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Offline skepticlogician

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Re: When was Jesus born? - Contradiction between gospels
« Reply #40 on: September 27, 2010, 09:20:21 PM »
A nice explanation of the difficulties bible-inerrant xians have to deal with on this Quirinius-Jesus birth matter.
[youtube]http://www.youtube.com/watch?v=CmRd6OKwcR4[/youtube]

And the second part:
[youtube]http://www.youtube.com/watch?v=mMTLaCIakrw[/youtube]

Enjoy!
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Offline Snagglefritz

Re: When was Jesus born? - Contradiction between gospels
« Reply #41 on: November 09, 2010, 08:38:48 AM »
No matter what bible text a Christian may use to calculate the year of Christ's birth, you can instantly find three other biblical texts that contradict it:

Matthew (2:1) says Jesus was born while Herod was King of Judea and, since Herod ruled from 37BC to 4BC, it is clear that the Nativity occurred during this period. The experts who accept Matthew's story have guessed that perhaps Jesus was born in 6BC.

In Luke (2:2), however, we are told that Jesus was born at the time of the census when Quirinius was Governor of Syria - and the historical record shows that this occurred in 6AD.

But the same Luke also tells us (in Luke 3:1-23) that John started baptising in 29AD, “in the fifteenth year of the reign of Tiberius Caesar,” when Jesus was “about thirty” – which means that Jesus was born in about 1BC.

But when we turn to John 8:57 we discover that “The Jews said unto him (Jesus), Thou art not yet fifty years old.” It’s a fairly vague statement, but surely they’ve got to be talking about someone over forty (and probably closer to forty-five), in which case Jesus could have been born as early as 15BC.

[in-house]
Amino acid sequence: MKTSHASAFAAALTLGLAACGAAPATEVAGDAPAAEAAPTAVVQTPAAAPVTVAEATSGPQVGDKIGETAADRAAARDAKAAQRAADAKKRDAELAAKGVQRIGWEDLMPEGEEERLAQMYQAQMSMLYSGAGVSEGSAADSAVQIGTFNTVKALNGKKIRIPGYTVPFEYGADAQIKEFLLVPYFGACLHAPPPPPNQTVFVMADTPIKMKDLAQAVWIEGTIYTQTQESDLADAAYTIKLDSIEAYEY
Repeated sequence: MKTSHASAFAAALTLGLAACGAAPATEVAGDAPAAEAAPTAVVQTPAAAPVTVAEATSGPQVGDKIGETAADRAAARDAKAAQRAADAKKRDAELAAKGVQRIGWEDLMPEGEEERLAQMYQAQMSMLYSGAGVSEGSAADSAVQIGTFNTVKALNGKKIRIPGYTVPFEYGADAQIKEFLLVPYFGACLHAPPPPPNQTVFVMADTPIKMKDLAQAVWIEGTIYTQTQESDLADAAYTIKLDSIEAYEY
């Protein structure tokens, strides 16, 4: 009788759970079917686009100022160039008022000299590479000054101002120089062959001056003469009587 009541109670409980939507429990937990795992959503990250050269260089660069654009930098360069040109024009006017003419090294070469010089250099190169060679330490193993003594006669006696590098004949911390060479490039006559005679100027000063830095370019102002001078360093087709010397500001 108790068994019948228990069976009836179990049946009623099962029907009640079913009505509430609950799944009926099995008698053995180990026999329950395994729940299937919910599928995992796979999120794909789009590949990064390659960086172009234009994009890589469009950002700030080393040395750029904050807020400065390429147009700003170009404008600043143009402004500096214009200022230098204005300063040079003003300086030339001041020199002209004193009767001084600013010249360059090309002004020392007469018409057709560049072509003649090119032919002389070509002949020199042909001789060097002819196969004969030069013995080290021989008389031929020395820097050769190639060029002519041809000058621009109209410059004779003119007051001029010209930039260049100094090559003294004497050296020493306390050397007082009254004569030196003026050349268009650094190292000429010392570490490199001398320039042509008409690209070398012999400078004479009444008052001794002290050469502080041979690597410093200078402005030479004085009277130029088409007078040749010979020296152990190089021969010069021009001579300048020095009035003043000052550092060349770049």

[I have posted this same item in several places during the last couple of years - just letting you know in case you come across it and wonder what is going on.]

Offline Joshua

Re: When was Jesus born? - Contradiction between gospels
« Reply #42 on: December 16, 2010, 07:23:56 PM »
I know you all know that there are tons of contradictions one can find in the Bible.
But I'm particularly curious about what theists have to say about this one (SmartNoodles, this one is for you too :)).
So, here it is:

Was Jesus born before 4 BCE, as it can be deduced from Matthew 2:1, or was Jesus born after 6 CE, as Luke suggests in Luke 2:1??

Here are the quotes:

Matthew 2:1
"Now when Jesus was born in Bethlehem of Judaea in the days of Herod the king, behold, there came wise men from the east to Jerusalem..."

You just need to go find in history when did King Herod live. Although I'm sure you can find it elsewhere, Wikipedia is a very reliable source, so if you look it up, you can find that Herod the Great died in 4 BCE (although other sources point to 1 BCE, but this shouldn't make a big difference since Jesus was born when Herod was still alive, which means his birth happened before 4 BCE). http://en.wikipedia.org/wiki/Herod_the_Great


Luke 2:1-2
"1 And it came to pass in those days, that there went out a decree from Caesar Augustus that all the world should be taxed.
2 (And this taxing was first made when Cyrenius was governor of Syria.)"